How do you make sense of the experiences connected with serving as a humanitarian aid worker during some of the world’s greatest tragedies? Dr. James Orbinski, former president of Médecins Sans Frontières (Doctors without Borders), the 1999 Nobel Peace Prize recipient, bore witness to horrendous suffering and extreme mortality rates during the famine in Somalia, as well as the unfathomable atrocities of the Rwandan genocide, in the 1990s. <i>Triage: Dr. James Orbinski’s Humanitarian Dilemma</i> skillfully captures his journey back to Africa 15 years later as he revisits the countries where he spent years working, perched on the front lines of civil war. As he writes a book depicting his tenure in the war-torn countries, he hopes to reclaim the word “humanitarian,” a term frequently co-opted by governments with ulterior motives. He understandably finds it hard to assemble the words to convey what he saw because words themselves are too limited.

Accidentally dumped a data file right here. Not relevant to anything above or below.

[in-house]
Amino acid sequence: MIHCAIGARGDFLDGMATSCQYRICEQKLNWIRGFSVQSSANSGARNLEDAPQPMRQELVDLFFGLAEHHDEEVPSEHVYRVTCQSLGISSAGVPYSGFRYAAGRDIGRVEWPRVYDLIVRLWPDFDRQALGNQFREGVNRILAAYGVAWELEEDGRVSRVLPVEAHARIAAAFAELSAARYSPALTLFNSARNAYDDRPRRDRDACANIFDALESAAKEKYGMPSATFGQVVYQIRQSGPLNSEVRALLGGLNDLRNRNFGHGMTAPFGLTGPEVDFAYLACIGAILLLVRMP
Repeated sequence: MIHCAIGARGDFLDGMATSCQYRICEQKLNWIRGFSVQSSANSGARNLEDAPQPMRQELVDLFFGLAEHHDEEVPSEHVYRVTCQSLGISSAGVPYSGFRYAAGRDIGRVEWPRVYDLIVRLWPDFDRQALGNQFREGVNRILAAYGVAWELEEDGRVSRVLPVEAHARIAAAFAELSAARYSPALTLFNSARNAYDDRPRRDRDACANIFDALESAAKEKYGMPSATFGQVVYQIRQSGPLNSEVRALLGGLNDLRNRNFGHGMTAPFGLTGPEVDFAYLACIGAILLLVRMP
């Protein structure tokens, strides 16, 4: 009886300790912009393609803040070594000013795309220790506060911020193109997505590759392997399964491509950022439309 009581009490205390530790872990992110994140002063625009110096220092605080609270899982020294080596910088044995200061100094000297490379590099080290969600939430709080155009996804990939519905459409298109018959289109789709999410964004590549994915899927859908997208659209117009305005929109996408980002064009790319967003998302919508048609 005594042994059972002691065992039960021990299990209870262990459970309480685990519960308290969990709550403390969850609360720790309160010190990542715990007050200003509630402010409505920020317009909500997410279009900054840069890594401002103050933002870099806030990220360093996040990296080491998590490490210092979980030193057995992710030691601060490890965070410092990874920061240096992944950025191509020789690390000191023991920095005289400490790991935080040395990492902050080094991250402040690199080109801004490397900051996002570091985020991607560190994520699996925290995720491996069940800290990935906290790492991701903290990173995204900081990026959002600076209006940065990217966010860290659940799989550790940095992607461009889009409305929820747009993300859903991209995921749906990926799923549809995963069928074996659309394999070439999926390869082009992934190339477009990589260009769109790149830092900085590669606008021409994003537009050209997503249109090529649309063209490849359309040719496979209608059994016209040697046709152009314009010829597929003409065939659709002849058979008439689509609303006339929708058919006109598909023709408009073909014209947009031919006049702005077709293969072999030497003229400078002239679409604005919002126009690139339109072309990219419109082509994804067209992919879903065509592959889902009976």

This intensely emotional film is highly personal and wholly universal, shown through the eyes of one man who observed the worst of the worst. Yet the soft-spoken doctor eloquently reminds us it was not his family that was butchered or starved for political gains. As a visual log, the transcendent film succeeds in finding humanity where little else prevails and illustrates how words can fail to express life’s most complex situations.